When you think about deflection, you may think of one object bouncing or careening off another. Engineers think about a different kind of deflection: a physical distortion of an object because of load on the object. Beams are vital members in most structures and must be engineered with care to avoid deflection problems.
Forces and Deflection
The purpose of a beam is to distribute one or more small point-loads or concentrated forces to vertical members supported by solid foundation. Generally, the longer the span and greater the load it must carry, the larger the beam must be. It is not difficult to figure out how much a beam will flex if it is simply spanning two points. But engineers have to consider some very complex forces, including compound and multiple forces, then calculate, given the beam's properties, how it will respond. Incorrect engineering can lead to poor performance and even structural failure.
A very common problem sometimes caused by beam deflection is floor bounce. It is just what it sounds like: the floor literally bounces. The problem is, a support beam is not rigid enough, so walking on it causes excessive deflection on a down-step and a spring when the force is released. A degree of floor bounce from beam deflection is structurally acceptable; too much and it doesn't inspire confidence to walk on.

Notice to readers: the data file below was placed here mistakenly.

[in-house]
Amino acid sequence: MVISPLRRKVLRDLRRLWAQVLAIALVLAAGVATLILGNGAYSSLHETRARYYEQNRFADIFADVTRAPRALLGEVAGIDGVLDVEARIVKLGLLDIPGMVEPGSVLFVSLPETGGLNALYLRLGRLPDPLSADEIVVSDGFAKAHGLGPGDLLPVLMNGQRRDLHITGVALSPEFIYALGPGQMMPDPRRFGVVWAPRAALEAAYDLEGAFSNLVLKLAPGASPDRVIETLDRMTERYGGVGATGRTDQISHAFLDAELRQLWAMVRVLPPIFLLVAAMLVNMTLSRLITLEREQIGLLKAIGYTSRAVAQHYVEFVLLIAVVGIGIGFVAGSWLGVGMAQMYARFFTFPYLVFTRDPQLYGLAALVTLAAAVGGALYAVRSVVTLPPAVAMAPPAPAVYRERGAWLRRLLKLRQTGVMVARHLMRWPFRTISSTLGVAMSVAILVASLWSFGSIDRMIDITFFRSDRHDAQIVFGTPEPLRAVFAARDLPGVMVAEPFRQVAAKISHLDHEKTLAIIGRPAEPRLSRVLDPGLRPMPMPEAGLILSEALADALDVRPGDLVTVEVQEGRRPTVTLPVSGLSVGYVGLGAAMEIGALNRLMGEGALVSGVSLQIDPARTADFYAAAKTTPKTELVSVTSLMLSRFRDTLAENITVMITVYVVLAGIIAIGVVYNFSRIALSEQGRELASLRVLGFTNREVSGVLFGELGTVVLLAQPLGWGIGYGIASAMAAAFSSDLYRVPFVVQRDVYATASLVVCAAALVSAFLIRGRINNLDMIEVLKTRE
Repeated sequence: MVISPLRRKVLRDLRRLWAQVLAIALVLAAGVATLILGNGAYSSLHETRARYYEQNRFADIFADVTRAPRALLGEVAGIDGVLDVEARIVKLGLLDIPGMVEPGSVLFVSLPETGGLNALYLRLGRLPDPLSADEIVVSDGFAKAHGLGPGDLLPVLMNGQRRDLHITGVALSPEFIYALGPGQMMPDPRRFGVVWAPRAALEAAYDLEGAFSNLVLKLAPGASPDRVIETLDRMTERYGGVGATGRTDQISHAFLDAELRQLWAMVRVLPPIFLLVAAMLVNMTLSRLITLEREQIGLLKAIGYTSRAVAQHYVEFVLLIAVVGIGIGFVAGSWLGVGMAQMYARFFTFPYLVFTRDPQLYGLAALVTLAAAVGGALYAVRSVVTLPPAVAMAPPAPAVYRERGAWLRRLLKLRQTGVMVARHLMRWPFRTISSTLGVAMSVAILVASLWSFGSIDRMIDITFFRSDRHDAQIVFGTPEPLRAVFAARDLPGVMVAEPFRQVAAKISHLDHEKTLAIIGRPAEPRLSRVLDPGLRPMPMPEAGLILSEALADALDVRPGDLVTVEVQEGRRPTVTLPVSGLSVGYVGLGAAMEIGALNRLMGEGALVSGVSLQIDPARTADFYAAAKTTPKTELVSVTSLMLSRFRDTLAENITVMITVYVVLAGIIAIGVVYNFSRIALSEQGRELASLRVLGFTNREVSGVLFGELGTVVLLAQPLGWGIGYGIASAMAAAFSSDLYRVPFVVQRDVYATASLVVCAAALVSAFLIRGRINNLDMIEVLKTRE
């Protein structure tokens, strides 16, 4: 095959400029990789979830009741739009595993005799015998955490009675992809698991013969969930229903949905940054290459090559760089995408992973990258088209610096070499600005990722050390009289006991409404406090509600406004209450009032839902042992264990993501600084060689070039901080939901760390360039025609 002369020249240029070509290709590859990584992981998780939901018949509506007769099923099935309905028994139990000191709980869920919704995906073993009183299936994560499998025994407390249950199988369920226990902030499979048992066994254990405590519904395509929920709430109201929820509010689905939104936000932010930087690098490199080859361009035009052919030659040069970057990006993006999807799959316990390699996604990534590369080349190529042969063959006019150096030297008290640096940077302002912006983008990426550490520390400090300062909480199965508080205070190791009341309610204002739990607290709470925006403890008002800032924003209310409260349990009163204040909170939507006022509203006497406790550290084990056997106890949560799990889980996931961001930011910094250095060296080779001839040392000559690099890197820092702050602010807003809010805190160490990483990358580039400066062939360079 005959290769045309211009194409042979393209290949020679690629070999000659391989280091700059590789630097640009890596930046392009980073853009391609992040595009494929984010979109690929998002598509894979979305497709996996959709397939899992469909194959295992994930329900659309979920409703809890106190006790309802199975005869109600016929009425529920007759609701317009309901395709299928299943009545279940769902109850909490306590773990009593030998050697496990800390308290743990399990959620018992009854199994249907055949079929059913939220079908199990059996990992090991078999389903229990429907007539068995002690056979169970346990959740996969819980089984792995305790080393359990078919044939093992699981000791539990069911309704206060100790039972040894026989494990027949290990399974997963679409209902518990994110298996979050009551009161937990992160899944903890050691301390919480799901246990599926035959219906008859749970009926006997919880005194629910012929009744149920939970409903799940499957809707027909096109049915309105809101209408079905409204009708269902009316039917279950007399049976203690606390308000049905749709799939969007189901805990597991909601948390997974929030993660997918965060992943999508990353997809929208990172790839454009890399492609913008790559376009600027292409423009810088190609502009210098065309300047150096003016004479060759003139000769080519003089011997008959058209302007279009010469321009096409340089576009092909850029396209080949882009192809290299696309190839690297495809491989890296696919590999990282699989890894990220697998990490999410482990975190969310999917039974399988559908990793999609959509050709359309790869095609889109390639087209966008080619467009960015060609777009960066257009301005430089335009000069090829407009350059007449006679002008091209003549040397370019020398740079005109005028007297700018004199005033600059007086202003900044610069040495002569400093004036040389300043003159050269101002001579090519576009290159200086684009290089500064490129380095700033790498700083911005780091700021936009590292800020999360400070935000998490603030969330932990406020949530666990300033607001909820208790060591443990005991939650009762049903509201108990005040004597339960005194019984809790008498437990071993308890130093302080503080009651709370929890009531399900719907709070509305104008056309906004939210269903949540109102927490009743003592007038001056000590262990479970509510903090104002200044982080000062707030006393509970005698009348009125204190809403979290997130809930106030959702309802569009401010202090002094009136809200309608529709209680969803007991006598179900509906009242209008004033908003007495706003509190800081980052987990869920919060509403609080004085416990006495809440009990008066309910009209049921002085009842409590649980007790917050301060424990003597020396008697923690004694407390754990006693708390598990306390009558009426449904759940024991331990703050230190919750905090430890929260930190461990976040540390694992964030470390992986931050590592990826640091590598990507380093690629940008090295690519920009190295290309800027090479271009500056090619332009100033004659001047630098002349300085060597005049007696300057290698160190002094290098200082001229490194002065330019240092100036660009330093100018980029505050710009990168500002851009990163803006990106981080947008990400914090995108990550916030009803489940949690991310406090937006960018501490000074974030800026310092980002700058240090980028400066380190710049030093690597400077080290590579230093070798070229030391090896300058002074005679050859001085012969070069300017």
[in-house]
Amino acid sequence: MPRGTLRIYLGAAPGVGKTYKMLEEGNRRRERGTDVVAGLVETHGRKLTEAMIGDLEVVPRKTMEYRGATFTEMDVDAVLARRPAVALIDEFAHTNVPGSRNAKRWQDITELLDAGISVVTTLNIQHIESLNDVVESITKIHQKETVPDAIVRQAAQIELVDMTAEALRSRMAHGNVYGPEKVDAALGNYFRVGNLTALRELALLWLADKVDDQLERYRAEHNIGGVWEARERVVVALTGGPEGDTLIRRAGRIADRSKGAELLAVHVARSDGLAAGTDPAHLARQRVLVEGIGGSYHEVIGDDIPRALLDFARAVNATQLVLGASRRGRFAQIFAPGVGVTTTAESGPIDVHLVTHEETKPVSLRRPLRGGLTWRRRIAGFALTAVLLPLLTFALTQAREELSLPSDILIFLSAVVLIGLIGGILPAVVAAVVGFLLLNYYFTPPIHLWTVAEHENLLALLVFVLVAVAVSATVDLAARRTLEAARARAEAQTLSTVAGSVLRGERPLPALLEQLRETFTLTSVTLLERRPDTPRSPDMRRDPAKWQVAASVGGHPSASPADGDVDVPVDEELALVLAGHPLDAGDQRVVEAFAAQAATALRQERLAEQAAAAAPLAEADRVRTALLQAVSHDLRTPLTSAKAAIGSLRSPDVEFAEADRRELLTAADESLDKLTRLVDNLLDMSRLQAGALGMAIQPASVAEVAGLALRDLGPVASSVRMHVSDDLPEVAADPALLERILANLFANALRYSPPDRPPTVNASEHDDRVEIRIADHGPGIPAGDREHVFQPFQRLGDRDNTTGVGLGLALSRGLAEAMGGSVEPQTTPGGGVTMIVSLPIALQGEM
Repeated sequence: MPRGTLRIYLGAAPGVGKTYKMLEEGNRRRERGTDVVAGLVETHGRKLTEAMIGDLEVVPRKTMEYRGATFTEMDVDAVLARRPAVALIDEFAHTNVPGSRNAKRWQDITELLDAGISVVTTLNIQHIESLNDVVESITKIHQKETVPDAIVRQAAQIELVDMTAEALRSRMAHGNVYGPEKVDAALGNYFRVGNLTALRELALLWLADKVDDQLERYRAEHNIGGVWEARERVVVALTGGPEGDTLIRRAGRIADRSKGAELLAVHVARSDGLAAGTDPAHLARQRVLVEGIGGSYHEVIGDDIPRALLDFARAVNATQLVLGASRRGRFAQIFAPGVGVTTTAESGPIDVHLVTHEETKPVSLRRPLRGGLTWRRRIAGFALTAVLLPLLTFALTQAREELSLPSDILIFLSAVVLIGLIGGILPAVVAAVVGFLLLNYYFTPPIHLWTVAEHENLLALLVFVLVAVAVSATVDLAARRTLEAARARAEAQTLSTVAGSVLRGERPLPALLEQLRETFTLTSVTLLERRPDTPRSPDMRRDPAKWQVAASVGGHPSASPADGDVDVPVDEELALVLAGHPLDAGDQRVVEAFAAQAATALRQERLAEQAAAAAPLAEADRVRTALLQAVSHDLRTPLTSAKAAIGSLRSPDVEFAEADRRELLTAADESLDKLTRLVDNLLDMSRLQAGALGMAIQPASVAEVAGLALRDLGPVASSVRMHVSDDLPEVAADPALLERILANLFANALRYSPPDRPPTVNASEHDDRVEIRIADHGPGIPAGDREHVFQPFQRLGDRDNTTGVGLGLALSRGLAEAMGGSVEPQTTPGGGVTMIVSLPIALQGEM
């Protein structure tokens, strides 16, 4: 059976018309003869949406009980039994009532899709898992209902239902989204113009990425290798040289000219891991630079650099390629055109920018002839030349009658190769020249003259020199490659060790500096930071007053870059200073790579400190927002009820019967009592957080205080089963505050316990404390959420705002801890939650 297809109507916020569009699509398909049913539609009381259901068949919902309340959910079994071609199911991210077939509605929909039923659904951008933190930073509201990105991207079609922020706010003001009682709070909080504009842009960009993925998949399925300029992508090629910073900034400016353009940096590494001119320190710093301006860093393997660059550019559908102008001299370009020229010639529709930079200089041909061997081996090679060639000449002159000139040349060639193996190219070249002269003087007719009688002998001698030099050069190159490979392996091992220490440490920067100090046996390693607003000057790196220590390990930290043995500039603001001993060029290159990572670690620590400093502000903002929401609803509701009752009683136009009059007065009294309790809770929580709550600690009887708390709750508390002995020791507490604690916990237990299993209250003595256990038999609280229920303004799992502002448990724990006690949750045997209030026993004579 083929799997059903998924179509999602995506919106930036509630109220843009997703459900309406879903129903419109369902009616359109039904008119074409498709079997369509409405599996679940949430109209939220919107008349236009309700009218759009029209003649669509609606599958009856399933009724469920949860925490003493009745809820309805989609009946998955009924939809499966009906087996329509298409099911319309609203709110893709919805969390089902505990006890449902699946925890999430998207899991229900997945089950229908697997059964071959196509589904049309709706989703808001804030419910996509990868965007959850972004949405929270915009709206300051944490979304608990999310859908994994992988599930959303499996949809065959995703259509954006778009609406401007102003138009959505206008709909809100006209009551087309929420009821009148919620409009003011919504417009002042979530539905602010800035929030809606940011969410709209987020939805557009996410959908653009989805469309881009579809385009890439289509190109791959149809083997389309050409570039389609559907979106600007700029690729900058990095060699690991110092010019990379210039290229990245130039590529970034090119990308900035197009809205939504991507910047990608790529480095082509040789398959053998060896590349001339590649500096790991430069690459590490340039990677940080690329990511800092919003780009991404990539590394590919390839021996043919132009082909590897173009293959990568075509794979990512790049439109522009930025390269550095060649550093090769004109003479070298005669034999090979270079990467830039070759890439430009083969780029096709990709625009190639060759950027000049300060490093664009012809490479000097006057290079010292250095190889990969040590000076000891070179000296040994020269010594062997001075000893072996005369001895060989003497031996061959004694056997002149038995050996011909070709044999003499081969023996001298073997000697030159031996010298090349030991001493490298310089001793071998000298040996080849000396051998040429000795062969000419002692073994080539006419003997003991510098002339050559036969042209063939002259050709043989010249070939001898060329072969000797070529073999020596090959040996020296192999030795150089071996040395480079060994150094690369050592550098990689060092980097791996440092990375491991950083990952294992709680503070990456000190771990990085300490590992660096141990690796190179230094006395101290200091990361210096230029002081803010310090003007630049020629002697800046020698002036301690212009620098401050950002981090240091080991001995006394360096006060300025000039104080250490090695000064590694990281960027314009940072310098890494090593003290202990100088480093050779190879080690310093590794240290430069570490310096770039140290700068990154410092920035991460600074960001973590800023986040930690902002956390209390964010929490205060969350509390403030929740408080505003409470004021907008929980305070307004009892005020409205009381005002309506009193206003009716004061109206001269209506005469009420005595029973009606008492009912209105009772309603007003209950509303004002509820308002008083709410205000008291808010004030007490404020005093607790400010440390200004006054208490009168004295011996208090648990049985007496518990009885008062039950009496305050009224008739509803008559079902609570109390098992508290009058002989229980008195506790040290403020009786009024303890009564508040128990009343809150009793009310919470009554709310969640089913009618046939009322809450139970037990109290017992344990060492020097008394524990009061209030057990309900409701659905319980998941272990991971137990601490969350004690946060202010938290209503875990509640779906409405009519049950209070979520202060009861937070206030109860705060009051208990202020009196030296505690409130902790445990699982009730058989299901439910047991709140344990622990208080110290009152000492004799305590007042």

Wall and Ceiling Cracks
Besides the uneasy feeling of walking on floors that have excessive bounce, the bounce is likely to cause cosmetic damage in the structure. Drywall, plaster and finish woodworking aren't especially flexible. So, excessive beam deflection can crack drywall and plaster. Fixing the plaster caused by beam deflection does not solve the problem. If cracks are caused from the beam settling, you can patch the cracks. But if the crack is caused from variations in load and subsequent beam deflection, you can bet that if you fix the plaster, it will only crack again.
It is easy to take the structural security of a home for granted. But structures fail on occasion and beams are sometimes the source. Every beam has a deflection threshold. At some point, it will fail. So, the beam has to be engineered so that no circumstance ever exceeds that threshold, even for a second. Several tragic and notorious cases of beam deflection and ultimate failure have resulted from large numbers of people on decks. It is possible that the beams were able to carry the weight of the people, but the load was compounded by their motion.
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